Admiralty Law and Boating Accidents in Florida
Anyone injured due to the negligence of another car, truck, or motorcycle driver has the right to bring a personal injury claim against the driver of the vehicle. Motor vehicle accidents are typically brought in Florida state court. Accidents involving slips and falls and product liability cases are also filed in Florida’s state civil courts.
Boating accidents are more complicated. Many boating accidents can also be brought in federal admiralty court, which has its own set of laws, rules, and procedures.
When does United States maritime law control how boating accidents are decided?
In general, any accidents that occur on “navigable waters” are considered admiralty claims and are decided by maritime law, not traditional land-based law. Admiralty claims can be filed in either the U.S. Admiralty Court or in Florida’s state court both pursuant to maritime law.
Historically, admiralty law applied to the transportation of cargo and passengers – especially before the eras of trains and motorized vehicles. In Florida, recreational boats are also bound by maritime law if the boat operated on navigable waters. This includes the cruise ships that sail out of our five ports, and help keep tourist dollars coming in.
Navigable waters generally include lakes, rivers, oceans, and harbors that are capable of holding vessels that can transport interstate or foreign commerce. This means that waterways that reside wholly in Florida are not likely to be considered navigable. For example, boating accidents on small ponds and man-made lakes, will likely be heard in Florida’s state civil court.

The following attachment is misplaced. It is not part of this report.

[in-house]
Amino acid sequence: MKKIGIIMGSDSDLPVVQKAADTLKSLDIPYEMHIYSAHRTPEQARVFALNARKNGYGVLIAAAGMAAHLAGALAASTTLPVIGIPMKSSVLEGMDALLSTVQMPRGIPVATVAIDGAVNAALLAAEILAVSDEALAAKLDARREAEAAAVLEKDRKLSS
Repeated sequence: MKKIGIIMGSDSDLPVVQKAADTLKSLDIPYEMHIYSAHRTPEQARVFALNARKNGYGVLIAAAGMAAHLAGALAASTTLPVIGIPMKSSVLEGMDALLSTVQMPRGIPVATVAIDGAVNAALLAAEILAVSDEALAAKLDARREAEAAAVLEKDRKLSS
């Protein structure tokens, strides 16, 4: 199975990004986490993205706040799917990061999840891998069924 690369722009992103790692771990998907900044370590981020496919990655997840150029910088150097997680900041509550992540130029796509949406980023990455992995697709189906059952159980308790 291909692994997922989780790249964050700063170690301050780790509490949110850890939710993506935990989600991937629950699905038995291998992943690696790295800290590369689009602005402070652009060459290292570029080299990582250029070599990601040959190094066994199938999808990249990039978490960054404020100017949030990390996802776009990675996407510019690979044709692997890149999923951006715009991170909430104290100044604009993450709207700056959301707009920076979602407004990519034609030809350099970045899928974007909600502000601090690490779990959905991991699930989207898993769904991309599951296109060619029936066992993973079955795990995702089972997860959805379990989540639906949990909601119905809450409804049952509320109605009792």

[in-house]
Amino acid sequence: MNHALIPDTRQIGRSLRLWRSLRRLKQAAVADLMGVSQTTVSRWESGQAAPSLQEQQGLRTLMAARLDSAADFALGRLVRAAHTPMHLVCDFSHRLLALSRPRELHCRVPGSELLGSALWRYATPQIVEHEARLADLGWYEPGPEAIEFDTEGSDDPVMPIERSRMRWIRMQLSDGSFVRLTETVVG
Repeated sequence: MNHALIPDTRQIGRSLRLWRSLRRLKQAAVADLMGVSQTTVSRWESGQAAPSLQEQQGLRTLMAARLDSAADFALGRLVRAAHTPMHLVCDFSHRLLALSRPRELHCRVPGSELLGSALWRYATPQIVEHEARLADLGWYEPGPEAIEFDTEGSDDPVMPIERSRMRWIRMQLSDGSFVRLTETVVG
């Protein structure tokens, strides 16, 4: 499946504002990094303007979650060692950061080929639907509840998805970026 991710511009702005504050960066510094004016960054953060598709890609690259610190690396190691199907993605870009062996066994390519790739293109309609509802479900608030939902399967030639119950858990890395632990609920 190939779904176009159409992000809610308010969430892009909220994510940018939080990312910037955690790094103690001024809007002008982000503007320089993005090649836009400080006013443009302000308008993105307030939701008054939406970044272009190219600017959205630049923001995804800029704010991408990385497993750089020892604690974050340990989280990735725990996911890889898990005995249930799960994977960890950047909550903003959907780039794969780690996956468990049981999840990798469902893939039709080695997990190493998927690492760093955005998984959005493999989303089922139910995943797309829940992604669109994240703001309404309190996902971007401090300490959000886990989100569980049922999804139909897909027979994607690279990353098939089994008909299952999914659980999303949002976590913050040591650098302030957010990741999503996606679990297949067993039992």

Florida’s navigable water system includes:
- The Atlantic Intracoastal Waterway
- The Gulf Intracoastal Waterway
- Various harbors, bays, and bayous
- Numerous inlets and passes
- Canals and channels
- Rivers and creeks
The navigable waters in Florida are primarily monitored by the U.S. Army Corps of Engineers (USACE).
There may be other factors that determine if a boating accident can be heard in federal admiralty court such as the need for a relationship between the accident and its ability to disrupt commerce.
There are pros and cons to filing in federal admiralty court versus Florida state court. Some of the factors a skilled Florida boating accident lawyer needs to understand are:
- The ability to have the case heard by a jury
- The rules of evidence
- The ability to attach the vessel as security for payment versus the possibility that only the vessel can be used to pay damages
- Insurance obligations
- The laws of care that apply to passengers, boat occupants, swimmers, and others
For example, maritime law reviews whether the boat operator used good seamanship practices based on water conditions, the boat involved, other boats, currents, and other factors. The navigation rules for vessels are much different than for cars and trucks.
An experienced Florida maritime lawyer guides accident victims through these difficult trial waters and brings your claim in the correct court. At Yeboah Law Group, our Fort Lauderdale boat accident lawyers help accident victims get justice. To understand your rights, please call us at (800) TELL-SAM to talk with a caring lawyer. You can also reach us by using our contact form.